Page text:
19 Jun 2013
Juke "Atom Experiment" Review
Reviewed by Nathan Ford
Not total strangers to anyone who's heard the most recent sampler (their "White Elephant" is one of the stand outs), this fine band from Tours, France have put together an impressive debut album with "Atom Experiment", full of complex, everchanging progressive song structures combined with rich, textural and deeply psychedelic sensibilities - a winner for prog and psych fans alike.
Opener "Sphere" emerges unhurriedly from it's initial swirl of ambience, with some lovely, relaxed guitar leads setting the mood, before the chorus finally arrive two thirds of the way in. Who needs verses?
"Wave" is a little more structured, opening with a moody keyboard and bass vamp, that conjures images of Pink Floyd's "Animals", but would be equally at home on an early Alan Parsons Project LP, before opening up spaciously with some luxurious slide guitar work that sounds like it's been beamed down from a distant star.
"White Elephant" sees Juke trying their hand at more conventional songcraft with impressive results, it's majestic, deliberate pacing giving it a sense of grandeur.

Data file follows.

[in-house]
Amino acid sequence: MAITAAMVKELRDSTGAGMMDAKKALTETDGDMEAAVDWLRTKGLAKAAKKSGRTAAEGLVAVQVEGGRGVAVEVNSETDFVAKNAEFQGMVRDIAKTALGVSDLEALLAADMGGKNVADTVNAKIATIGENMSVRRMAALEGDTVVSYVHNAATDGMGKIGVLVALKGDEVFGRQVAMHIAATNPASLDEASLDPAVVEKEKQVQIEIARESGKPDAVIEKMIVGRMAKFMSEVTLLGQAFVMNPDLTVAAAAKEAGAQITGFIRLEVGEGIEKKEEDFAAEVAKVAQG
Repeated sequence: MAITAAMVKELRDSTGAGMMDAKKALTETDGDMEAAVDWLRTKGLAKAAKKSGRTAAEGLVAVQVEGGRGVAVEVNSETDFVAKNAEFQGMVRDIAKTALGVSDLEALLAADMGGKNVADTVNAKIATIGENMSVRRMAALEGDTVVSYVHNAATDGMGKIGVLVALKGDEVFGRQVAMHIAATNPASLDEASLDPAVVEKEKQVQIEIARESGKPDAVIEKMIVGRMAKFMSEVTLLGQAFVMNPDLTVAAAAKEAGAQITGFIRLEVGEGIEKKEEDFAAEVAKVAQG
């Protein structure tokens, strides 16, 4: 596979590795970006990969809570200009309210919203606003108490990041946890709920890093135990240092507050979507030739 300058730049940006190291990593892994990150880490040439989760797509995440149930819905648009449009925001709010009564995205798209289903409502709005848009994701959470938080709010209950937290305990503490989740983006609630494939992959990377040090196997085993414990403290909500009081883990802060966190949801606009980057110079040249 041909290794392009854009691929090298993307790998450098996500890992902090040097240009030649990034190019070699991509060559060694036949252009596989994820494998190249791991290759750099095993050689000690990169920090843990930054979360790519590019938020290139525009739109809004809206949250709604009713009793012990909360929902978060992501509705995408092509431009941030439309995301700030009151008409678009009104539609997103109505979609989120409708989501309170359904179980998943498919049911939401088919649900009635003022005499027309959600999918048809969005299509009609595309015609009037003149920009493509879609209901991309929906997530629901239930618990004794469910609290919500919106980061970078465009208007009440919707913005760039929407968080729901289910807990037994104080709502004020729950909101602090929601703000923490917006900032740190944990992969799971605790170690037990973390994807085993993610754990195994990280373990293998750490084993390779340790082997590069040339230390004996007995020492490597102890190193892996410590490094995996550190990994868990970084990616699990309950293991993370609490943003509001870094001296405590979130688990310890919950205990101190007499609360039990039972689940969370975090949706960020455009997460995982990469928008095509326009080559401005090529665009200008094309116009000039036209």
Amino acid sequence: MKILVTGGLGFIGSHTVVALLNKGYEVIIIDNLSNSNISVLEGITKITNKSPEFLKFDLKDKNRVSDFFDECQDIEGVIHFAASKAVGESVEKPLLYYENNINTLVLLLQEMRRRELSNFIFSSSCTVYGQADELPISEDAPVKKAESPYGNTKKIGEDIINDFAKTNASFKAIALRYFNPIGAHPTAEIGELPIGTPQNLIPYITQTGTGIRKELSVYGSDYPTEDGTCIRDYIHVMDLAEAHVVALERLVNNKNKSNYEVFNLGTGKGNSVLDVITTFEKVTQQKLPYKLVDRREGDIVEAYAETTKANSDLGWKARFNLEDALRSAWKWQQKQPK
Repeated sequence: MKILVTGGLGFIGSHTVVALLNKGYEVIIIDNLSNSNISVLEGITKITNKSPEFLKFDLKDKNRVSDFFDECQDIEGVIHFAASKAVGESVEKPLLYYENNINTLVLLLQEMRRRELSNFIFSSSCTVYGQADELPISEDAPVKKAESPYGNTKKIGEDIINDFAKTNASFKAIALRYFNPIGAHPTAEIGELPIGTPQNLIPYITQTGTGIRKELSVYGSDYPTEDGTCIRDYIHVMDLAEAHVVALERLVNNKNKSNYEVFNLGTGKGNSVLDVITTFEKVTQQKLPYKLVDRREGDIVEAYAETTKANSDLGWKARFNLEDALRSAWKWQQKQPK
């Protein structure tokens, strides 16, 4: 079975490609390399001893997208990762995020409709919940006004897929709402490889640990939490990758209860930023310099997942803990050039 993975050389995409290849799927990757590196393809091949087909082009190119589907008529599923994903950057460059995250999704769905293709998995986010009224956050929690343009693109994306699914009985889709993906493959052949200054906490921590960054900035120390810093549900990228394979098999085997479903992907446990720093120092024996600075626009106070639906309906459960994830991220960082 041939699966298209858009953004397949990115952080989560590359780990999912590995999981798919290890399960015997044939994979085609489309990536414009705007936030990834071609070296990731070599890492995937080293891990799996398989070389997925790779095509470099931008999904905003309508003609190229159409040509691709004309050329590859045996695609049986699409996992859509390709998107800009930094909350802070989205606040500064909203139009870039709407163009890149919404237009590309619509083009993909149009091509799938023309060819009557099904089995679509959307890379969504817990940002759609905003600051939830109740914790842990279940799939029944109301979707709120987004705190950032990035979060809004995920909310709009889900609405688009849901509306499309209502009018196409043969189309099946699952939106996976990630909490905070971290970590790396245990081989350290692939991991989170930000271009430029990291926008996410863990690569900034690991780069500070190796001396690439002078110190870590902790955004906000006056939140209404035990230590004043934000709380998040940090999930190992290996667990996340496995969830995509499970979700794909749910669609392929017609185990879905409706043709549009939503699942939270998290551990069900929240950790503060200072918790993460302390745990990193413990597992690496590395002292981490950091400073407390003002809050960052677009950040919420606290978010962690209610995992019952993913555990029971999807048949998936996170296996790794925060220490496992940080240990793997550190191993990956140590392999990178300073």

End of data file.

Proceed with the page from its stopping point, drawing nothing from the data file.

Final track "Black Magic" is something of an epic at 28 minutes.
Loooonnnng tracks always make me a little nervous. Perhaps as a record collector I've simply come across too many albums padded out with side long blues jams in my time. Fortunately while "Black Magic" does occasionally step into jam territory, there's a surplus of ideas on this one track that most bands could make a whole album from. Several distinct nods to "The Dark Side of the Moon" make an immediate impression, but top points on this remarkable track go to keyboardist Quentin Rousseau, whose intricate acoustic piano work recalls the glory days of the early seventies as originally experienced through not only Rick Wright, but also Mike Garson. Fabulous stuff.
Treading a similar path to the likes of Astra, with the harder edges conspicuously buffed off in favor of a more open, spacious, and psychedelic approach this is a hugely promising debut from a band finding their own voice with confidence. I bet the follow up (due in October) will be a blinder.
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Wow, your write-up certainly makes this sound appealing, Nathan! I must check out the sample track as well as the selection on #9. Meanwhile, who is Mike Garson?ReplyDelete
Garson was Bowie's Piano player around the Aladdin Sane era.ReplyDelete